> Don't just hope.  Phrase your concerns: you appear to be one of those
> who have invested some work in researching the license.  Make it pay
> off.

I'm just one of the (uneducated guess) 50% of Debian developers who
actually read the documents they were voting on.  I'm in no way
particularly qualified.  All these problems have been public for years.
Given the public fuss Debian made about it, I'm kind of surprised that
this isn't more general knowledge.  To me, it seems as familiar as the
difference between copyleft and non-copyleft Free Software licenses.

>> Making developers of FSF projects aware of the "bugs" in the license
>> for their documentation is also something I consider important.
> It is completely irrelevant.  They don't get to decide about this.
> The only way to discuss this is to bring it up with Richard Stallman.
> The developers are not responsible for the political decisions.  The
> task of the maintainers is it to put the guidelines into practice.

I have no idea about the internal constitution of the FSF and the formal
role of project maintainers and developers.  But in practice, I'm sure
the developer teams do have a say.  In the worst case, they could go on

> If there had been anything where the developers had a say, I would
> have asked on the list.  But the time when this was decided was when
> the project applied to be a GNU project.  I told the people that there
> were guidelines to follow (and pointed out those I thought would have
> the most impact) and a price to pay.  The set of developers at that
> point of time supported my decision.

At that time, it was still possible to choose freely a license for
documentation.  The switch to forcing new projects to use the GFDL (and
actually forbid dual licensing) has happened much later, and I wasn't
even aware of a policy of forcing projects to switch existing documents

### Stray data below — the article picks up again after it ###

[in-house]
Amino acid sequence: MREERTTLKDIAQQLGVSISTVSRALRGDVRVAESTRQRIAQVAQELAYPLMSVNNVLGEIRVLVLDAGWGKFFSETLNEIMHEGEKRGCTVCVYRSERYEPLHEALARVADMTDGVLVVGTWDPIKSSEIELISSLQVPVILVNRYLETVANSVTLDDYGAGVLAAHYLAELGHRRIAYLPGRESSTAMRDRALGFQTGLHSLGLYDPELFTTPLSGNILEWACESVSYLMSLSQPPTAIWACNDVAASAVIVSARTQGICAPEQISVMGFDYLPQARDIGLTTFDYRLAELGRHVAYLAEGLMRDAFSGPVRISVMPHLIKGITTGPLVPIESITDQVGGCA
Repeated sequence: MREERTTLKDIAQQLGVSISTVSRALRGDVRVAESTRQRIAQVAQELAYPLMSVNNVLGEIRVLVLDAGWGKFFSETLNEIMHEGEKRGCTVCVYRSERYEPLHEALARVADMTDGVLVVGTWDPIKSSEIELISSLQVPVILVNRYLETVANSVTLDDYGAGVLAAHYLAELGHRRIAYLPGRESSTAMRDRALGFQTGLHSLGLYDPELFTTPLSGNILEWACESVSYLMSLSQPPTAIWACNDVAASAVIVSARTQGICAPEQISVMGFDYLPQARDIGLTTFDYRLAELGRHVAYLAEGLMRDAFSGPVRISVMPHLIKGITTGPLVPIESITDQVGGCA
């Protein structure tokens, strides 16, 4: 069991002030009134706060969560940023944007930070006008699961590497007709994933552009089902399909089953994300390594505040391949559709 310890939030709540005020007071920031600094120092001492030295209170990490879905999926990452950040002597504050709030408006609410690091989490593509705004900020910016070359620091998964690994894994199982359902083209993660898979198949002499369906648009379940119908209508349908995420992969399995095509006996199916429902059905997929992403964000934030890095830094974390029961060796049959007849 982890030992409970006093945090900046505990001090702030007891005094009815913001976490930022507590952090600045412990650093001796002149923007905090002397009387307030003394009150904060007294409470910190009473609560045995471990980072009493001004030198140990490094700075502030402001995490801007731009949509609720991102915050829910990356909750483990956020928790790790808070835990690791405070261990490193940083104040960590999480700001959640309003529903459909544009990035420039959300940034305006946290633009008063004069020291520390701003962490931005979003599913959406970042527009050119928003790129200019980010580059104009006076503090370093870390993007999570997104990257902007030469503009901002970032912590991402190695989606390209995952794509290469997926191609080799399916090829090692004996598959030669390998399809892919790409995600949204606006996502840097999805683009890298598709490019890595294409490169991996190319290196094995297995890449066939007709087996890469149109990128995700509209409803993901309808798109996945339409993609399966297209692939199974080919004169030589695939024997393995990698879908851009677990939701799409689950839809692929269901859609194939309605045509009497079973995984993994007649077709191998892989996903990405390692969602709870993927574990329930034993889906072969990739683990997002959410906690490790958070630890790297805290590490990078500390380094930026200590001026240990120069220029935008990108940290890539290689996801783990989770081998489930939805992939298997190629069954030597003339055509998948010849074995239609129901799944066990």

to the GFDL until Davide told me.

> But there is no point in disagreeing or agreeing about this matter
> among the developers: there are not too many rules for maintaining a
> GNU project, but the licensing is one.

I see that I do not get much support for my position, so I won't further
argue for it.  However, from a pure logical point of view, there's
nothing that prevents the AUCTeX developers from stopping to improve the
manual, and from writing a manual outside the AUCTeX project as well.
So there is something to decide in fact.  You have decided, and I accept
this decision.  I hope you also accept my decision not to contribute to
a GFDL'ed document, at least not in the current state of the license.

> If there was consensus on the list that I am not doing a good job as a
> GNU project maintainer, or that AUCTeX should try to cease being a GNU
> project, I would be willing to pass the buck of maintenance to anybody
> with the majority of support of the list members, as long as he can
> guarantee all the infrastructure and support AUCTeX needs to continue.

This I did not want to imply at all.  I was thinking of a fork as a kind
of "going on strike".  I see this is not going to happen, so let's stop

Regards, Frank
Frank Küster
Single Molecule Spectroscopy, Protein Folding @ Inst. f. Biochemie, Univ. Zürich
Debian Developer (teTeX/TeXLive)